Given i.i.d. random variables $X_i$ that are bounded ($C_1 <=X_i <=C_2$ for $C_1>0$), as well as a symmetric function $f(X_1,\cdots,X_N)$ (i.e., invariant with respect to permutations of $X_i$'s). Is there any inequality that is sharper than McDiarmid's inequality, for bounding the probability that $f$ deviates from its mean?

It seems to me that McDiarmid doesn't make use of the symmetry at all, and thus there might be a stronger concentration at the mean than McDiarmid predicts.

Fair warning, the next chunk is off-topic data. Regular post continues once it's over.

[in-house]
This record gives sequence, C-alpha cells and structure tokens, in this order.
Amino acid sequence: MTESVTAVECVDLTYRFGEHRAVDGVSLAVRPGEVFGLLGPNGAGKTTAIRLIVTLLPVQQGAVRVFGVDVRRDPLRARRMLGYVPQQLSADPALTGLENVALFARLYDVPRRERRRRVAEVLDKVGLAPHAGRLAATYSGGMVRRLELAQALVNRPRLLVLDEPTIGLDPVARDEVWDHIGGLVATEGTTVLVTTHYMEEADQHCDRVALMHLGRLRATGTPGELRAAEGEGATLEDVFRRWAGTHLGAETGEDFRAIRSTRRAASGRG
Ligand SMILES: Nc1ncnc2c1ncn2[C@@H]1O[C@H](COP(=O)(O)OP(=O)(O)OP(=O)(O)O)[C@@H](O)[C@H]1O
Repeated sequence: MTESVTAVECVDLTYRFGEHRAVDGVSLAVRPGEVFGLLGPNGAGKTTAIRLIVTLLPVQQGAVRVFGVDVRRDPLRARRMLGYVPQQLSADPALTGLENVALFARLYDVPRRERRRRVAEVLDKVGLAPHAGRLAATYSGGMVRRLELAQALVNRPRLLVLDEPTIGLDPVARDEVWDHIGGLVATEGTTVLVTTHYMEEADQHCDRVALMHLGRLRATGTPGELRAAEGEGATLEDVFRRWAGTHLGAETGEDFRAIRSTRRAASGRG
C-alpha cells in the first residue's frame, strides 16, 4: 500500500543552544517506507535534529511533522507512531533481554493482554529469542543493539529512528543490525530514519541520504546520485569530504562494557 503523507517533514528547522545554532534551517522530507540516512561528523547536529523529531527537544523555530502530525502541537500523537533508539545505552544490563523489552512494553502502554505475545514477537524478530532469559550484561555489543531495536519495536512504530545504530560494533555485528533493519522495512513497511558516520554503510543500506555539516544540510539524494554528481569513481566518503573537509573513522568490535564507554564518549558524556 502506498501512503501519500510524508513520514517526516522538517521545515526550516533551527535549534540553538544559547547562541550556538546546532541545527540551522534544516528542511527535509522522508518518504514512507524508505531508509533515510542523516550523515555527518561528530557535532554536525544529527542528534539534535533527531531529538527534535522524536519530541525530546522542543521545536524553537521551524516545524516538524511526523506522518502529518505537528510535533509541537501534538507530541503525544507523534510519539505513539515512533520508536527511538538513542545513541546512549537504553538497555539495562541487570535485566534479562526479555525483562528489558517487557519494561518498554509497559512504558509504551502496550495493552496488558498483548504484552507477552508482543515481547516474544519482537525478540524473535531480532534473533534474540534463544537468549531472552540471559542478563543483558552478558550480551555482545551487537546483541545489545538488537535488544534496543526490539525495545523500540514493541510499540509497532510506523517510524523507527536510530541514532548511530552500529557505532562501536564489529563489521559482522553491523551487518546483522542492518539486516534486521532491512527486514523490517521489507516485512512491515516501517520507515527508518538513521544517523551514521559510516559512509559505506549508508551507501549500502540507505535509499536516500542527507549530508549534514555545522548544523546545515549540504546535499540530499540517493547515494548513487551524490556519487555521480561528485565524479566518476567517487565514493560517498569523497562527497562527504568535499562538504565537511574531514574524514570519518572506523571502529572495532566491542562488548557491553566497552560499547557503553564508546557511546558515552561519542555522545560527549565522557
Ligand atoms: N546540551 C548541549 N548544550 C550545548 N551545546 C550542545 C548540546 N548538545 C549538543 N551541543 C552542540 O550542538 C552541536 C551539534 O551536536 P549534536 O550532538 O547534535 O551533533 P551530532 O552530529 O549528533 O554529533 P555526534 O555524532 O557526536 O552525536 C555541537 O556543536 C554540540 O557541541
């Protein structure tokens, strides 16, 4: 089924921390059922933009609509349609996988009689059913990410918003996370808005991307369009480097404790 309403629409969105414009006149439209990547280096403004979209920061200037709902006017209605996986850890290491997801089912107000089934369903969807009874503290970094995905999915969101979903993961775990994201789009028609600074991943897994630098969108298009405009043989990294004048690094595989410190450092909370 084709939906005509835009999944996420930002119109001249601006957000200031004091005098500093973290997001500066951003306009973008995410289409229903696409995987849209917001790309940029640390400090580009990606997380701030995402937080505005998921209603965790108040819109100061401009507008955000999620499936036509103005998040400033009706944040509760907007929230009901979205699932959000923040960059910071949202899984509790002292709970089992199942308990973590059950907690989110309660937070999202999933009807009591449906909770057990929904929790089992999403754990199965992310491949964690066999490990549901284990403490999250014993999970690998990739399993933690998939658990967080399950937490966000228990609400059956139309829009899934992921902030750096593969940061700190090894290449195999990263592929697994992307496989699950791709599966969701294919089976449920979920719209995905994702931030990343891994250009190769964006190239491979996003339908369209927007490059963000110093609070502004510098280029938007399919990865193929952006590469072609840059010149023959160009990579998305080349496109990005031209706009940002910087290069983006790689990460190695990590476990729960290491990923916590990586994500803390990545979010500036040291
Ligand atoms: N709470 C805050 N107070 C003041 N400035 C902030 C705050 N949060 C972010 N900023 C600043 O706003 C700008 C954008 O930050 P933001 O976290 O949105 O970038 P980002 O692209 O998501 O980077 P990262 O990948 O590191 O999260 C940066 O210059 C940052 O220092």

A concrete example of such a symmetric function is $f=\frac{N\sum X_i^2}{(\sum X_i)^2}$. Thank you.

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    $\begingroup$ I think you can use the fact that without loss of generality you can assume $X_1\le X_2\le \dotsc\le X_N$ to refine Hoeffding or McDiarmid. $\endgroup$ – S.B. Oct 30 '16 at 23:04

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